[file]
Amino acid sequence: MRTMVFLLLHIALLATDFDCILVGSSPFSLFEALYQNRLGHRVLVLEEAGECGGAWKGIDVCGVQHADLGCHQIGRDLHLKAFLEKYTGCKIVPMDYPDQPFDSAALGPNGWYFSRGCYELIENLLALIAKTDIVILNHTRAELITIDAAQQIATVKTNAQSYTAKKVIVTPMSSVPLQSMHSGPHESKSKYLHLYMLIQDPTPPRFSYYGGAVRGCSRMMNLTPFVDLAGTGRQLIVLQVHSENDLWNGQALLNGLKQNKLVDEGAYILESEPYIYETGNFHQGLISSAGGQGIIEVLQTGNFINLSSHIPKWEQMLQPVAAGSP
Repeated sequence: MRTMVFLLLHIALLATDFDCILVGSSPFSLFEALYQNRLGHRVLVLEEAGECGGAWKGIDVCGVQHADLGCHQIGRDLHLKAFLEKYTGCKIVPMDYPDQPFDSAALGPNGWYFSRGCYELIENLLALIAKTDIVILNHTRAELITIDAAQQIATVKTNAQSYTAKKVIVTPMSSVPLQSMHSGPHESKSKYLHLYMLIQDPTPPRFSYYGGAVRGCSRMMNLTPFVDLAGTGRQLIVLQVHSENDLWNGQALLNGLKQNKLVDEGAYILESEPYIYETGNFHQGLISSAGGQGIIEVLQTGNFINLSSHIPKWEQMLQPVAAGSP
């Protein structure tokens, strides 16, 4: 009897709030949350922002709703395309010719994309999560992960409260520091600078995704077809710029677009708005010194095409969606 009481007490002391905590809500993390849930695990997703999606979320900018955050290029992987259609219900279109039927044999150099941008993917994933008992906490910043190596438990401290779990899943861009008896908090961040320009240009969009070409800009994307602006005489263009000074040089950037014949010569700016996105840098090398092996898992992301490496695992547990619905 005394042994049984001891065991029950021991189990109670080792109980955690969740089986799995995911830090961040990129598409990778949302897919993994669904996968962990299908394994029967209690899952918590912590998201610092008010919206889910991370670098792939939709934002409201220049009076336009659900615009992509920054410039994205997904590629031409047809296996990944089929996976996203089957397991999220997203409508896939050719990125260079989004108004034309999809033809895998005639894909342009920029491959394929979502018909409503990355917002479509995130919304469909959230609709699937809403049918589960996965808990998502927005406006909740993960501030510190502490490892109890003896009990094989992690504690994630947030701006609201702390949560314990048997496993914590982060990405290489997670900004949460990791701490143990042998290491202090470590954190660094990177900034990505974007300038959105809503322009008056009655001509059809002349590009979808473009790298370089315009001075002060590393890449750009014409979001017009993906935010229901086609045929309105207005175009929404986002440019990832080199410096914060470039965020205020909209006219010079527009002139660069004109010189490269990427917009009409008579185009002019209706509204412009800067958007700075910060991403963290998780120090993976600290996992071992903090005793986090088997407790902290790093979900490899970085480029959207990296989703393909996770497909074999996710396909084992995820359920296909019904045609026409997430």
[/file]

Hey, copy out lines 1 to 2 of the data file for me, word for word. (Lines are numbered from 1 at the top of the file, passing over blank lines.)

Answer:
Amino acid sequence: MRTMVFLLLHIALLATDFDCILVGSSPFSLFEALYQNRLGHRVLVLEEAGECGGAWKGIDVCGVQHADLGCHQIGRDLHLKAFLEKYTGCKIVPMDYPDQPFDSAALGPNGWYFSRGCYELIENLLALIAKTDIVILNHTRAELITIDAAQQIATVKTNAQSYTAKKVIVTPMSSVPLQSMHSGPHESKSKYLHLYMLIQDPTPPRFSYYGGAVRGCSRMMNLTPFVDLAGTGRQLIVLQVHSENDLWNGQALLNGLKQNKLVDEGAYILESEPYIYETGNFHQGLISSAGGQGIIEVLQTGNFINLSSHIPKWEQMLQPVAAGSP
Repeated sequence: MRTMVFLLLHIALLATDFDCILVGSSPFSLFEALYQNRLGHRVLVLEEAGECGGAWKGIDVCGVQHADLGCHQIGRDLHLKAFLEKYTGCKIVPMDYPDQPFDSAALGPNGWYFSRGCYELIENLLALIAKTDIVILNHTRAELITIDAAQQIATVKTNAQSYTAKKVIVTPMSSVPLQSMHSGPHESKSKYLHLYMLIQDPTPPRFSYYGGAVRGCSRMMNLTPFVDLAGTGRQLIVLQVHSENDLWNGQALLNGLKQNKLVDEGAYILESEPYIYETGNFHQGLISSAGGQGIIEVLQTGNFINLSSHIPKWEQMLQPVAAGSP